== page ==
When I worked with my therapist on resourcing, I realized that all the people I identified as resources had also seriously hurt and betrayed me. Outside my wife and my dogs, it was hard to identify sources of comfort. When I was finally able to think of the writer Charles Bukowski as a resource, I got somewhere. I love his writing and never felt bruised by him.
Indeed, when I will try EMDR post workshop, I will find that bilateral stimulation with the paddles to sound artists like Tupac and Bruce Springsteen help me significantly as well.
The rest of the day is a video on her effort to do EMDR on a difficult community person. He is a porn and meth addict who got busted for having some child pornography mixed in with his volumes of pornography.
He did a year in jail and got connected to a church and is now clean, but denies that he has much of a problem and expresses no remorse or emotions when you ask him.
“And,” says the trainer a little playfully, “You might notice that this man is not very intelligent.”
As the video starts the hulking man is wearing a Yankees cap. He is clearly not a hat wearer as the hat is unworn and does not come close to looking good on him. The hat reminds me of Omar from The Wire wearing a tie in the courtroom. His demeaner is like Kevin Spacy in Unusual Suspects.
I instantly think of the Yankees cap as a gang symbol. I know some local gang signs from Oakland, but this man appears to be of Italian Heritage and I think of the New York five families.
He comes across like he’s not going to trust this snobby goof and does deny all his feelings as promised. And who would? The good doctor’s demeaning opinion of the man comes across clear in my eyes.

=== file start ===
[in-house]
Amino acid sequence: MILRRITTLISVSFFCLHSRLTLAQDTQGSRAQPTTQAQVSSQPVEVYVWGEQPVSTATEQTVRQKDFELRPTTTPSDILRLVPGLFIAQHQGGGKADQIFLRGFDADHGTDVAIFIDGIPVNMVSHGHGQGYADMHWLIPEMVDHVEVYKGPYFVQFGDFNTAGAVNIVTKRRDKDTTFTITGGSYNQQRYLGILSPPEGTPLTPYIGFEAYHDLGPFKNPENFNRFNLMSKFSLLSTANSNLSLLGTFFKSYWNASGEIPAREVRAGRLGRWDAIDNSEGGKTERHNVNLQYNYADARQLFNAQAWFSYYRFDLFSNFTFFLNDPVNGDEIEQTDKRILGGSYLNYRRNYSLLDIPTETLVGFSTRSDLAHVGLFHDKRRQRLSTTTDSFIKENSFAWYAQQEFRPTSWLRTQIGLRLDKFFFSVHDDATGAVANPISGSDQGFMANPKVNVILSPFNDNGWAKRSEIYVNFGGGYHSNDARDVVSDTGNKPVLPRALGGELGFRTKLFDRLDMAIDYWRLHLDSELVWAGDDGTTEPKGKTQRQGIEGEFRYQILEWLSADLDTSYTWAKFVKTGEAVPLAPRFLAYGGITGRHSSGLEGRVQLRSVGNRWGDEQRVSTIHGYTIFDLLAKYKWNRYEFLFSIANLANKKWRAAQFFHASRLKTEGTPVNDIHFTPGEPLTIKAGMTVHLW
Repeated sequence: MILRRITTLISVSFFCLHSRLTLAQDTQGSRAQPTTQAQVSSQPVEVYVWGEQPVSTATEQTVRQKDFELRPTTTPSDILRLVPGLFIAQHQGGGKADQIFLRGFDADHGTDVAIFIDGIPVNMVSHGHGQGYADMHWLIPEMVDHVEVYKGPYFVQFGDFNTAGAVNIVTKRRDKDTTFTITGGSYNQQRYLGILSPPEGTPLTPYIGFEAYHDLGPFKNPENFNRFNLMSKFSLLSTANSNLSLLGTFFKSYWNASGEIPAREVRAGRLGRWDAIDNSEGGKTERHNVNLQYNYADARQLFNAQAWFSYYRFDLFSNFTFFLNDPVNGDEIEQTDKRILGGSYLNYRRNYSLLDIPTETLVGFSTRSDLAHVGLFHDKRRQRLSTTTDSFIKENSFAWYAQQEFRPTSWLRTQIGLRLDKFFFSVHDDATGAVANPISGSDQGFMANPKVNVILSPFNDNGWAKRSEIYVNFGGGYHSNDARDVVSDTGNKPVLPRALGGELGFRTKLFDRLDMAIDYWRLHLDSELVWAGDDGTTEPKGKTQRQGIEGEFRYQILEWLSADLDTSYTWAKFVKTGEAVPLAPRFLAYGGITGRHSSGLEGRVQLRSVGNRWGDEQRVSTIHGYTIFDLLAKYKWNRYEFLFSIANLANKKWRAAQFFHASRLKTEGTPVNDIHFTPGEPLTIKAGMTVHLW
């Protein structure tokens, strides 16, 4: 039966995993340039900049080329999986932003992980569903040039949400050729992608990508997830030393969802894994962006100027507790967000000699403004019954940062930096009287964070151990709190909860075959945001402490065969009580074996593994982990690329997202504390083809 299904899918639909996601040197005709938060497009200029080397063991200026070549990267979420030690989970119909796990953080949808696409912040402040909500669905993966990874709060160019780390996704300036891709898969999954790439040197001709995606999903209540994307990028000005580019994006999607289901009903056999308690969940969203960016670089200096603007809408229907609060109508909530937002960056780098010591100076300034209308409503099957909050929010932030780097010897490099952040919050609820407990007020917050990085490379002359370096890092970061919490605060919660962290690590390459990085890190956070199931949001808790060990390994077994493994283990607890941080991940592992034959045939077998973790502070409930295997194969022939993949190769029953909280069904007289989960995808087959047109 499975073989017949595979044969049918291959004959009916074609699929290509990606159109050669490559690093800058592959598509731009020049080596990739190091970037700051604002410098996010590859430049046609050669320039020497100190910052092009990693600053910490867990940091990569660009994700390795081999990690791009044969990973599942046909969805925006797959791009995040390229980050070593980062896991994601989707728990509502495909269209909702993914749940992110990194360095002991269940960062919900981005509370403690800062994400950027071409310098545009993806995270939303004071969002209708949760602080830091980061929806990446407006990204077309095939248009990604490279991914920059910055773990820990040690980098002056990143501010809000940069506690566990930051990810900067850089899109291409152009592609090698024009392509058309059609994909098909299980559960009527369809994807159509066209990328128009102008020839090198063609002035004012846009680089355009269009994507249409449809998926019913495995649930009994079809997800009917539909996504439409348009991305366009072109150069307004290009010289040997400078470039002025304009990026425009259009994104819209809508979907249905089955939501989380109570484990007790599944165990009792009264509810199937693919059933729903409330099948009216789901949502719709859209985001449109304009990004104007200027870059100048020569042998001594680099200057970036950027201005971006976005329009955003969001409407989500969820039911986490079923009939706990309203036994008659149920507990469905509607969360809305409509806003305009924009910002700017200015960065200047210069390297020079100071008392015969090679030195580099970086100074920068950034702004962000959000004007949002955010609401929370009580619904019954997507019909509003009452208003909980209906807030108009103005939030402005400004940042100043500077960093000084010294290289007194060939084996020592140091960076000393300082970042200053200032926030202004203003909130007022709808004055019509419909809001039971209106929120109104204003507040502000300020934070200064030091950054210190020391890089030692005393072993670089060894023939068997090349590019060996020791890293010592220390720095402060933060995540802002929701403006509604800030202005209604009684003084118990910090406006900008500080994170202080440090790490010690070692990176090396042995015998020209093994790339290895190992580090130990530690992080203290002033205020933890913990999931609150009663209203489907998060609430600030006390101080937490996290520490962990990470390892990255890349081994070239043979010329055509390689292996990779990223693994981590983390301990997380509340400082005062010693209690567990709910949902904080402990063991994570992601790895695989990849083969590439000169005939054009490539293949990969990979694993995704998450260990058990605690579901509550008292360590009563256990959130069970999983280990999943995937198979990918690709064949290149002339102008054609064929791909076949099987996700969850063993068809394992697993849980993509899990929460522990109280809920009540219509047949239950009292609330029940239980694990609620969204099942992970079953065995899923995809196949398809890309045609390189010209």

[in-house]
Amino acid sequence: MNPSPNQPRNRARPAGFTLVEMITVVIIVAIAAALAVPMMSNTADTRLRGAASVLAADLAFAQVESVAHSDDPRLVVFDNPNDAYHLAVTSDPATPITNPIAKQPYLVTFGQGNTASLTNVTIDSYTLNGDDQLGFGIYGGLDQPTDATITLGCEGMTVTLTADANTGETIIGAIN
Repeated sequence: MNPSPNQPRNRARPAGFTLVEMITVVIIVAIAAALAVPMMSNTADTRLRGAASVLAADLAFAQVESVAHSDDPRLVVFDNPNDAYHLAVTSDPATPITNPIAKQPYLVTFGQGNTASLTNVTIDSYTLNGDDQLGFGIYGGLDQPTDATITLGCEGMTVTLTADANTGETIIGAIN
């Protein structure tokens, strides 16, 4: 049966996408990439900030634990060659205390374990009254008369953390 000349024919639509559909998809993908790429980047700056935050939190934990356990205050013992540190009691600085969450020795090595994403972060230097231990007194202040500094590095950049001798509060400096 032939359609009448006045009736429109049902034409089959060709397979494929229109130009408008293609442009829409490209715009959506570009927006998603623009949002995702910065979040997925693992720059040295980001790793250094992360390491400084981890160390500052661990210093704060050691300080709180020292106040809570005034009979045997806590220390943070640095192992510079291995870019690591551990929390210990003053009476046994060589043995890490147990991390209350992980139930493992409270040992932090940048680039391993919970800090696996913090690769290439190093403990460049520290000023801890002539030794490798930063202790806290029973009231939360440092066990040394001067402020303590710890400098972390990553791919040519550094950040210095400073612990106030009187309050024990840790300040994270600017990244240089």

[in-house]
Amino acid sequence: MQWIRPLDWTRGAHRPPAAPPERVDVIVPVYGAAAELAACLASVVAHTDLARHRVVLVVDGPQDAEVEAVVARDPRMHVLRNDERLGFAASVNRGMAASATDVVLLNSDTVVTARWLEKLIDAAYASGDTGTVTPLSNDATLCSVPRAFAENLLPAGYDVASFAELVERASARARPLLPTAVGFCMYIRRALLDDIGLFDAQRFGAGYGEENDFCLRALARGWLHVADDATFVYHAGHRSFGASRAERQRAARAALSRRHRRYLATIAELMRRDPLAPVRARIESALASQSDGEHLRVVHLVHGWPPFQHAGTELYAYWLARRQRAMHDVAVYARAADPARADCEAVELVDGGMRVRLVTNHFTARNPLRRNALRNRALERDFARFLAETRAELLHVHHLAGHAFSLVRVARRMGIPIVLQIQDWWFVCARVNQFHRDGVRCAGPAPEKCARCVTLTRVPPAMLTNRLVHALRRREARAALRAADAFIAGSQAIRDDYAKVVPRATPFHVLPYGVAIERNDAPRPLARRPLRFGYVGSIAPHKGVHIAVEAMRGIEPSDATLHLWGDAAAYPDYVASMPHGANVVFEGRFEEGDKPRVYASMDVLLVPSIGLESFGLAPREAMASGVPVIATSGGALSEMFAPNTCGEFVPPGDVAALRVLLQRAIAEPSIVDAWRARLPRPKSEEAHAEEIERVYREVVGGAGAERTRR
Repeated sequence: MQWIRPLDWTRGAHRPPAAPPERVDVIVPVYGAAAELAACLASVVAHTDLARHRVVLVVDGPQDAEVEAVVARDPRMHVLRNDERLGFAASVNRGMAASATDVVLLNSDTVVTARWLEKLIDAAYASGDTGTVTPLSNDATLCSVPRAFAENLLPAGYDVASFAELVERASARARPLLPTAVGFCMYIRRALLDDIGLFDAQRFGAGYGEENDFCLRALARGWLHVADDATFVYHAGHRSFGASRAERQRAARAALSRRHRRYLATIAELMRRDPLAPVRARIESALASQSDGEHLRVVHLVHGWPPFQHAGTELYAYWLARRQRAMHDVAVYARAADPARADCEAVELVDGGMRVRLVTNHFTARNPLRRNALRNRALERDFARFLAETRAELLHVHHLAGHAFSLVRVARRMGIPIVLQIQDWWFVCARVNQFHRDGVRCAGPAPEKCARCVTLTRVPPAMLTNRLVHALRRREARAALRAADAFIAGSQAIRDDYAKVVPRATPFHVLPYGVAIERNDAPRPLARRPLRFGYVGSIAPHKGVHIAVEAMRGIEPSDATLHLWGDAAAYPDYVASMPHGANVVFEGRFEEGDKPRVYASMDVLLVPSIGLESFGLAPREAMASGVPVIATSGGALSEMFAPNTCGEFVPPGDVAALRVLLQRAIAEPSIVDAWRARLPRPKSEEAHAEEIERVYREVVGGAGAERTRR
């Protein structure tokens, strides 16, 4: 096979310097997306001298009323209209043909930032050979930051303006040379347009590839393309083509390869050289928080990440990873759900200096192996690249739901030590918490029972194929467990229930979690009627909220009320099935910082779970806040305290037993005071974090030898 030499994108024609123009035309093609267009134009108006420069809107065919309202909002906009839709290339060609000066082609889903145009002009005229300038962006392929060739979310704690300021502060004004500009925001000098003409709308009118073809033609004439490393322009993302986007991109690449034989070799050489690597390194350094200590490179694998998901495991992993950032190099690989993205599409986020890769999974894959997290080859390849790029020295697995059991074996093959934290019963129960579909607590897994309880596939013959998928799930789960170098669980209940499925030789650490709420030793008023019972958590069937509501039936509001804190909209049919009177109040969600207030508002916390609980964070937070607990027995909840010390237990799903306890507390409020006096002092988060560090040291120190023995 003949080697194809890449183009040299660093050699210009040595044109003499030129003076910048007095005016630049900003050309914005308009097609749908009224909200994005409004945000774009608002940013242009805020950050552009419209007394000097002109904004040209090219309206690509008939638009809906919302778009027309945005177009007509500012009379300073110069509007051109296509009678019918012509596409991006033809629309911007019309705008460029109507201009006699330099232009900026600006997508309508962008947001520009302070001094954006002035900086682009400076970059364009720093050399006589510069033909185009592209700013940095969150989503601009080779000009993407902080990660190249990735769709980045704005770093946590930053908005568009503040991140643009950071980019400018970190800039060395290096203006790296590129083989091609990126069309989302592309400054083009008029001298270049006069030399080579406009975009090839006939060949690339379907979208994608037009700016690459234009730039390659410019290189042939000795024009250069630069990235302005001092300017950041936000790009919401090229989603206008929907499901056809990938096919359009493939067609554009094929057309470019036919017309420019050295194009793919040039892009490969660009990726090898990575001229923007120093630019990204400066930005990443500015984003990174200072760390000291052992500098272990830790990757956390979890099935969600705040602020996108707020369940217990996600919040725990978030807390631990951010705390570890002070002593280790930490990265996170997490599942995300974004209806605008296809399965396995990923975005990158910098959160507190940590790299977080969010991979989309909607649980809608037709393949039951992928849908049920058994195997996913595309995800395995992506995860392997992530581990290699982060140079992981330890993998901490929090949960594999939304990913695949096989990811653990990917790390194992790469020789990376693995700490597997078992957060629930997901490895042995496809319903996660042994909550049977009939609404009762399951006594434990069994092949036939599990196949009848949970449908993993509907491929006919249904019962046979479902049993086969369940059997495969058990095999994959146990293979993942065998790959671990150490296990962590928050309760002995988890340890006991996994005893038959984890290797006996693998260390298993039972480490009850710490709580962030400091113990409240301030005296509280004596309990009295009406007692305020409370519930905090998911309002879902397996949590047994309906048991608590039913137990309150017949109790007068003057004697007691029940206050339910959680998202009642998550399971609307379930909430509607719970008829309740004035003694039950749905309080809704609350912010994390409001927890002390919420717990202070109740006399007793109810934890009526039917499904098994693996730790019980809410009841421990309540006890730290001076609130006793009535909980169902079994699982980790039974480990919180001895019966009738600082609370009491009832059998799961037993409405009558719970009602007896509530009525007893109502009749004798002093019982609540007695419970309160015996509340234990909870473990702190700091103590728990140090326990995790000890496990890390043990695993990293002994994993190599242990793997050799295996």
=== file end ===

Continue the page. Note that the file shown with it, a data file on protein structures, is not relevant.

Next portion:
Sure enough, the man is married with children to whom he had stopped paying attention because of his addiction. He admits that he used the porn to seduce porn stars who stayed late at the strip clubs to film after hours. There is no mention or concern for how he got money for the copious amount of meth he used. In high school, he regrets he was more of a bully than a student.
I rage at the trainer’s clear lack of understanding.
The man has the respect of authority of a soldier. In the conference, the expert doctor makes fun of him for having it. At the end he pretends to want to make her happy.
I have been trafficked by people like him. And now I work in a public sector job that is being choked by one of his buddies.
Once again, bovine heads bob. Now I am almost certain I do not want to learn EMDR from this person who speaks before me.
I have been too hurt by people who have failed to understand me in therapy!
That said, the man did get to the point where he could cry before her and access those pent-up gangster emotions.
Who knows what masterminded violence he was processing by taking that meth and porn! I think about drugs women, or guns, the commodities of the black-market America. I think of how smart and twisted the courts were to use the child pornography charge to force him away from gangsterism. He likely would have had to go protective custody in the pen with a sex offence.
I am grateful he is healing and living more in love, though. He’s got to live in mind-dumbing fear of retaliation through, no doubt.
On my way home at the end of the conference, I say goodbye to the male adolescent therapist. The illuminating poison oak woman has distanced herself since I stood her up at lunch. Oops!
I check my phone and clearly the option to join the illuminati has passed as the two messages have been erased off my messenger account.
My ex-coworker comes over to say goodbye and I lie again and say I really liked the conference. I really can’t say anything bad about our talk other than the fact that I lied.
I know that I have gotten a lot of learning from the conference. I am impressed with how EMDR enables a person to work through trauma without taking the therapist there with them. Like the last scenes of the TV series the Sopranos, I feel surrounded by shrinks who are sipping wine and being asses all around me.
I remain unmotivated to read therapy books or join therapy associations.
Alas, I am not internally moved past my stubbornness. I am not vying to become a fucking liar like the rest of them!